I arrived in Thrissur, Kerala on the day the state was slated to go for the Lok Sabha polls. I got down the train and the town greeted me with numerous banners, mostly projecting a sickle and hammer, along with a few hands coming out with a new set of promises and lotuses. Many roads were painted with election symbols. Frankly speaking, I don’t mind these defacing elements that surround me during elections. They are signs of multiple options in a vibrant democracy. We don’t do anything in moderation, do we, from birthday parties to weddings. So why single out elections.
For a long time in my life, I was an NRI, a Gulf (gelf, if that sounds genuine) Malayalee, a cliché in today’s times. At 27, I am a first time voter. So I am a part of that segment which every party is claiming as its own and is going all out to woo. According to reports, there are 23 million of us in India this year. It is easy to reach us through numerous social media platforms. May be, our importance is overrated. Many of us might not really vote this year. But we are India’s tomorrow and we will be around for the next few decades. Hence we matter.
For decades since independence, Kerala has voted for either the Congress or the Communists. In the 1950s, Kerala became the first place in the world to elect a democratically elected Communist government to power. That victory was celebrated by thousands and lakhs of labourers across the state, who benefitted from the Land reforms. Unions came into force and workers were empowered. Literacy growth was rapid and a matriarchal society found no problem with the education of girls. The intellectuals celebrated the rise of socialism in Kerala.
But the Utopia that was promised remained a mirage. In the 1960s, many new industries were shut down due to workers’ strike. Entrepreneurs didn’t have the courage the start something new. Kerala and Bengal marked the two red corridors of India and even a kid knows that red is a sign to stop. By the 1970s, it was clear for youngsters of my father’s generation that they would either have to fight like dogs for the job of a clerk in a government bank or find something else in a different part of the world.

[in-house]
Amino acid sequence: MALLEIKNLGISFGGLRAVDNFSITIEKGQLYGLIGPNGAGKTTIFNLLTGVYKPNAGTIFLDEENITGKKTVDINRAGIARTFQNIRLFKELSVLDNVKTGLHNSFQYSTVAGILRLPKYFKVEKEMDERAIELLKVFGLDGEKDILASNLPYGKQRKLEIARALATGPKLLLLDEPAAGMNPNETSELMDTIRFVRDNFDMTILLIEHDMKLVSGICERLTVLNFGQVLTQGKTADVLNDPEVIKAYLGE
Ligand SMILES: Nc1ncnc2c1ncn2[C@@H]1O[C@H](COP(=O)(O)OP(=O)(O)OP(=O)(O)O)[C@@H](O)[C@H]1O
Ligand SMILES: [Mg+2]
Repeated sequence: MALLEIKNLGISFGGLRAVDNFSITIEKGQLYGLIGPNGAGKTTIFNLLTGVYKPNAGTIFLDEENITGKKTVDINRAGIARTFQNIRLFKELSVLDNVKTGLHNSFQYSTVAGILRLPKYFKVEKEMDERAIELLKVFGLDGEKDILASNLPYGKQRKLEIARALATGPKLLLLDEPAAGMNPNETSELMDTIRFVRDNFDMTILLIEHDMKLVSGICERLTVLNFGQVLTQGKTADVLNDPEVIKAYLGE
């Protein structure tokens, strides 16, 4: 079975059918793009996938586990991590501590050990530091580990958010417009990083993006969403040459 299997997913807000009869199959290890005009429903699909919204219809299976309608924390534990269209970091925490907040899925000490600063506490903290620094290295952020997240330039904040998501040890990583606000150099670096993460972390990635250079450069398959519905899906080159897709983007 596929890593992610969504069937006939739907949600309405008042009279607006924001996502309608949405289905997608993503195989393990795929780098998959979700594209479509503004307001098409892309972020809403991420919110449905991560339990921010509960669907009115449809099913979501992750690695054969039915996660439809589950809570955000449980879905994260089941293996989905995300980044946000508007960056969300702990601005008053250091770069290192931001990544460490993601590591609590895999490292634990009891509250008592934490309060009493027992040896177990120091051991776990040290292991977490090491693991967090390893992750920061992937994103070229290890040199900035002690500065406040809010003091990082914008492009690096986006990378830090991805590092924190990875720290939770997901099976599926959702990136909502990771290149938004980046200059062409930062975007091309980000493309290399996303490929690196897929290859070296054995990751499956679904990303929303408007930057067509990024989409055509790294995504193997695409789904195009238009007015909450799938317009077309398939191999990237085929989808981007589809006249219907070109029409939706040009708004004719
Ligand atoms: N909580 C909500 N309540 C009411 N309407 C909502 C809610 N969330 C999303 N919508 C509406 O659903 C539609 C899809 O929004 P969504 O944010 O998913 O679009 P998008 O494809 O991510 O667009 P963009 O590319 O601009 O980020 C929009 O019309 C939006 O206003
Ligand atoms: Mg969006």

My father left Kerala in the mid-1970s and landed in Saudi Arabia, via Bombay. He wasn’t alone. Every home in Kerala had someone like him. He was part of that generation that was forsaken by the government elected by its own people. Youngsters of his generation fled to find a living in various cities in the Persian Gulf. Some old grannies in Kerala still refer to gulf as Persia. They did mundane jobs, in fact any job that came their way, in an unknown country, with people talking an unknown language. Their relatives back home thought their sons were making a fortune. But in reality, they were all huddled, 5, 10 or 15 bachelors in a house, eating the cheapest food available, wearing the same two sets of clothes, so that money could be sent home every month. Today, Kerala can compete with any state in obscene display of wealth. But they all started in that cramped apartment in Muscat or Dubai.
I too, was brought up there. After my schooling, I came to Kerala for my under graduation. In my college days, every week, we would invariably get an off because of some strike or the other. As a student, I sympathised with the holders of the red flag, as every college-going person from Kerala does at that age and saw myself as a socialist in thinking. But education hardly happened and it was up to the student to make something out of his college life. After my graduation, I did not want to study further in Kerala as hartals spared no institution in the state. It was not just the Communists who stopped work. All the parties were a part of it.
Till the late 1980s, the entire country’s growth was stagnating and Kerala couldn’t be singled out. But then, in the 1990s, a pensioner’s paradise called Bangalore took off swiftly, without any warning. Soon Malayali students began swarming the city in search of jobs and to pursue their higher studies. New manufacturing units came up in Chennai and Malayalis were there too! Hyderabad shook off its past to emerge as Cyberabad. But why were Malayalis still going elsewhere for work? Why didn’t a place like Kochi measure up to any of these cities?